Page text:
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Unveiling the Blueprint: NPPF’s Quest for Beauty in Building Better and Beautiful Places

#tldr The NPPF expects beautiful buildings, places and settings that are attractive, healthy, worth communities owning and caring for.  The Building Better, Building Beautiful Commission challenged planners to refuse ugliness and seek beauty to turn anywhere into somewhere, and nowhere into home.

The NPPF (December 2023) aspires to well-designed and sustainable, beautiful and safe, attractive and healthy places, for all.

As Hansard records, back in 1908 John Burns MP (Battersea) commended the Housing and Town Planning Bill to the House in the expectation that it would “secure the home healthy, the house beautiful, the town pleasant, the city dignified and the suburb salubrious”.  As the writer of Ecclesiastes recognised “History merely repeats itself. It has all been done before. Nothing under the sun is truly new”.

So besotted has the NPPF become with beauty, the whole of chapter 12 is given over to “Achieving well-designed and beautiful places”.  And yet… beauty is not defined. Perhaps it is in the eye of the beholder or on the architect’s CAD drawing? Or perhaps where I see beauty you see ugliness.

The Building Better, Building Beautiful Commission (BBBBC), challenged planners to refuse ugliness and seek beauty that promotes healthy and happy lives by making a place: turning anywhere into somewhere, and nowhere into home.

Unlike the [not so] Ugly House, ugliness repels – unadaptable, unhealthy and unsightly buildings destroy place, undermine community health and spirit.  The cost of ugly, mediocre development is passed onto future residents and their neighbours as the ill health and social pathology that poorly designed urban spaces cause.

Are we, as the commission suggests, building the wrong things, in the wrong places, and in defiance of what people want? If so, how strange! Although the right to build was nationalised, permissions are granted locally – we get what our local planning authorities permit.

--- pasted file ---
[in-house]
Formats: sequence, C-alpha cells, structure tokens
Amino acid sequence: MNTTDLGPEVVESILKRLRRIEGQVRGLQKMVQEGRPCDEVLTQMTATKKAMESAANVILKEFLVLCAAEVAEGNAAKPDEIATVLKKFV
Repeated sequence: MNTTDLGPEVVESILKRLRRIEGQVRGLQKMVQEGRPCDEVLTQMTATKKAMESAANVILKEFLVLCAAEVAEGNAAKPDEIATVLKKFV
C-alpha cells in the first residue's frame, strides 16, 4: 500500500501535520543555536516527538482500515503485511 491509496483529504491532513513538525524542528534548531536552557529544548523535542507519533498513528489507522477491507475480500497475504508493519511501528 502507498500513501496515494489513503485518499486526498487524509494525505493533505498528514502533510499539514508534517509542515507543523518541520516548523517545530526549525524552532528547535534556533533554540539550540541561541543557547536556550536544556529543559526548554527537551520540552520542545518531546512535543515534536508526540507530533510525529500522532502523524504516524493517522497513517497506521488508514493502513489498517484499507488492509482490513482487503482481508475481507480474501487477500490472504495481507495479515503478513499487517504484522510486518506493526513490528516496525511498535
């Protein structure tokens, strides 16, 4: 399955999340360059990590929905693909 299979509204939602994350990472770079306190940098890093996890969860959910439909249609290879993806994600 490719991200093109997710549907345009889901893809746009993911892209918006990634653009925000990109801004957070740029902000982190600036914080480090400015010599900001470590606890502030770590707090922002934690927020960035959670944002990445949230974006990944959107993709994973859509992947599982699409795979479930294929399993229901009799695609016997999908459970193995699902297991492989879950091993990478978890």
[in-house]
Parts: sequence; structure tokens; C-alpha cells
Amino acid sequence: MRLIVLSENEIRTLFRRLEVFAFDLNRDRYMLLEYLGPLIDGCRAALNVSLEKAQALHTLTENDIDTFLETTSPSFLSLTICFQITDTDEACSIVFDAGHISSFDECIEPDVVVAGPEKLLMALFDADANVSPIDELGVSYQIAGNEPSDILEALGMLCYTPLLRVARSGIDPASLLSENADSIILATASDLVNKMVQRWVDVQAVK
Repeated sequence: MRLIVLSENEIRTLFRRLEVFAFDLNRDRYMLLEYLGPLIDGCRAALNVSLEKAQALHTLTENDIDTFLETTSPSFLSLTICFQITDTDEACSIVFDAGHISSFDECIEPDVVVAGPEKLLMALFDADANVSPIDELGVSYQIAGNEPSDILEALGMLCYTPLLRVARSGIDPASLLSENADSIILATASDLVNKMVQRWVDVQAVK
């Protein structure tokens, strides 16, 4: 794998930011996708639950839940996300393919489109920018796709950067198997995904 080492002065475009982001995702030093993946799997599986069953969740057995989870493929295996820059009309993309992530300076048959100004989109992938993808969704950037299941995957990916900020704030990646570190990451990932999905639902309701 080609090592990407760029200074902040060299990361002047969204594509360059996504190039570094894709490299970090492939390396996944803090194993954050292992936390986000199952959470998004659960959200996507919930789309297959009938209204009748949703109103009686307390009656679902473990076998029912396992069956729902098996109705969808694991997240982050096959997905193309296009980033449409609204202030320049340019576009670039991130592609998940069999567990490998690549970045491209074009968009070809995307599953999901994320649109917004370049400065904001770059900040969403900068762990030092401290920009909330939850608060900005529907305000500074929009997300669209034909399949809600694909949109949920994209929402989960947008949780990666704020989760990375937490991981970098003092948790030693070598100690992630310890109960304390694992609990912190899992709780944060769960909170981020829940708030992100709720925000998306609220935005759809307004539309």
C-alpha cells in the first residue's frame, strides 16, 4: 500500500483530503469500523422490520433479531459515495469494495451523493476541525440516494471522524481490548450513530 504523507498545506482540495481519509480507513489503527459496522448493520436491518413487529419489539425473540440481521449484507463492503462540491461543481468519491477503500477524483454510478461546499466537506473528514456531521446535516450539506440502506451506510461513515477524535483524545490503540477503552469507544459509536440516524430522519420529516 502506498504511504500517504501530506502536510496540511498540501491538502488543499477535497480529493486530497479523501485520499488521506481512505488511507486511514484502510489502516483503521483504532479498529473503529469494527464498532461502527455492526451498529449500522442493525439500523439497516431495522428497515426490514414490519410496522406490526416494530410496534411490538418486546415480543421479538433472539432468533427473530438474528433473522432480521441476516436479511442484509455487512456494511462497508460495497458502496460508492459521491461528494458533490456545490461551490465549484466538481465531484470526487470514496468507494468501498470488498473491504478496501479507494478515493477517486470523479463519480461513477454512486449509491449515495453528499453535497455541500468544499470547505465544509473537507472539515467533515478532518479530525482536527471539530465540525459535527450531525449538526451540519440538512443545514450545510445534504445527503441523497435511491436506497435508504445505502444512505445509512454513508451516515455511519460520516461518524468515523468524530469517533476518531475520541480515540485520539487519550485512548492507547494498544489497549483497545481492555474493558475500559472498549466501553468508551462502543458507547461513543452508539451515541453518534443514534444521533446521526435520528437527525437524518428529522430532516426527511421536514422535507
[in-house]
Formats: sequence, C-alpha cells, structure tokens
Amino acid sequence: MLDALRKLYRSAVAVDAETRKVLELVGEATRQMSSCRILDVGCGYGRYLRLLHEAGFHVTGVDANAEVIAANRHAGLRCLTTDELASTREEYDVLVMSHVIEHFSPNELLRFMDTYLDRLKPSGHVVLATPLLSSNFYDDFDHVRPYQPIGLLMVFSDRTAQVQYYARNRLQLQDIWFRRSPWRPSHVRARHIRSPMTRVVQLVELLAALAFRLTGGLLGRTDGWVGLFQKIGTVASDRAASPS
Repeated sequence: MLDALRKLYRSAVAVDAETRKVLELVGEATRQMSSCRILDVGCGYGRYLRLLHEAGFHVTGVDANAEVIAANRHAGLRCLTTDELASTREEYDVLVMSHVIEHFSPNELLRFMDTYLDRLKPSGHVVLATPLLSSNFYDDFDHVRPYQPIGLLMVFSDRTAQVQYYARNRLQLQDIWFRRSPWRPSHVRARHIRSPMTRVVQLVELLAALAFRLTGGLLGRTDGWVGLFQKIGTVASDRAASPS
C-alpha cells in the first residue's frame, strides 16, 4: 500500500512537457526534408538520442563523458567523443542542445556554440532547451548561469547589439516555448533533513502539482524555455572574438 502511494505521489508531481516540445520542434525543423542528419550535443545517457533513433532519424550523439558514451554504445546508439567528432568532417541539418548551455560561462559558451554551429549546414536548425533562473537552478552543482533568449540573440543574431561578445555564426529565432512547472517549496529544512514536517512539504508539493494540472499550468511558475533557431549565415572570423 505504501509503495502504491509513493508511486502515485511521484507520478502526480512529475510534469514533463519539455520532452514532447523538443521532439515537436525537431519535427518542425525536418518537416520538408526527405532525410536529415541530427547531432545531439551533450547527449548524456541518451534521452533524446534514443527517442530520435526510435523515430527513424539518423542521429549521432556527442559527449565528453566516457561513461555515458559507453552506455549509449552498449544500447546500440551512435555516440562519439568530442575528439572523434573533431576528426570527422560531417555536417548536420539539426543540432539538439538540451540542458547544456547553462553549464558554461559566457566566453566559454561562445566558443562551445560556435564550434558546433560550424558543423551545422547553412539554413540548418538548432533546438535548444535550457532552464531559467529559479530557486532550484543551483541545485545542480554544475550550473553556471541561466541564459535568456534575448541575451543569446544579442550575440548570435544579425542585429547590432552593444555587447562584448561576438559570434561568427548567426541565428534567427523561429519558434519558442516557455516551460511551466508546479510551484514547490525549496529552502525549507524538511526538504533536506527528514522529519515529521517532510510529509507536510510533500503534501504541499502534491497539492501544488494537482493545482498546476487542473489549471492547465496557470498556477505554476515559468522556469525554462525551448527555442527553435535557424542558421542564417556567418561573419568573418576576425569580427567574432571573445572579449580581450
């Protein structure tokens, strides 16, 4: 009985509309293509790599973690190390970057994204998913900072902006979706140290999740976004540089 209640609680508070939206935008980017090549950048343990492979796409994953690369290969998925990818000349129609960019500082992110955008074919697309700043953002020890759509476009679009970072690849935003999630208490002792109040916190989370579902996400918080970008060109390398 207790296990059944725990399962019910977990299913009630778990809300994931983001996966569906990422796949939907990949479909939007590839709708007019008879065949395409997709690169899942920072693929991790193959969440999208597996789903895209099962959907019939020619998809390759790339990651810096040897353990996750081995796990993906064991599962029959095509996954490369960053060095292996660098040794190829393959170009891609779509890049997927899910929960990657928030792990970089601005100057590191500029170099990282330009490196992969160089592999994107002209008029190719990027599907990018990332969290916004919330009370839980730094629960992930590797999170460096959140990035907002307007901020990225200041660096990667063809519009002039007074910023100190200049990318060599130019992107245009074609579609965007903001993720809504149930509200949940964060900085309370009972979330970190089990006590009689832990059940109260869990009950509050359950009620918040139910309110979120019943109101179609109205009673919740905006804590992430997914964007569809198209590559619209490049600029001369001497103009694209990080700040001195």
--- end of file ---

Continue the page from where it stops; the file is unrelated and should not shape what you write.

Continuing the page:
The commission presumes planning officers protect countryside, confine towns and deliver beauty to the communities they represent. “Would that were the case!” would cry the many locals facing a dystopian monolithic urban extension or multi-lane boulevard carved through green space or open countryside.

Development should be socially and environmentally regenerative – restoring, renewing, replenishing – not parasitic mediocrity sucking the blood out of existing amenities and long-cherished ecologies.

People wish to walk in beautiful places, enjoy spending time with one another, relish conserved and repurposed beautiful buildings.  The private car has enjoyed a half century domination of urban landscapes – brutal, destructive highways, by-passes and under-passes: you can have any built environment you want, as long as it is ugly and combustion engine friendly (without too many apologies to Henry Ford).

The BBBBC established what makes settlements beautiful: townscapes of squares and snickets, mixed uses, durable adaptable affordable, heritage that fosters local distinctiveness, ecosystems of silvery waters clumps of trees or carpets of green, and communities hungry for stewardship that reduces litter, vandalism, crime, and reuses run-down buildings.

19th century philanthropists understood beautiful places lead to a healthier, more productive and loyal workforce.  Walking to shops, schools, library, post office, church, pub and café, restaurants, a park, GP surgery, a war memorial and a town hall is a spring of vitality, overflowing with life and transforming strangers into neighbours to form a community.

Demographic trends mean we need unprecedented quantities of new housing, in specific parts of the country. We must use the NPPF to demand quality and reject mediocrity in that housing.  No more vertical slums that isolate their occupiers and breed crime.

As we develop places for the rest of this century, I wonder if we will demand a planning system that asks for beauty, refuses ugliness and promotes stewardship?

Paul Nathanail writes in his personal capacity. He is a Chartered Geologist and Specialist in Land Condition. He is a director of Land Quality Management Ltd.

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Article originally published by Landmark Information Group.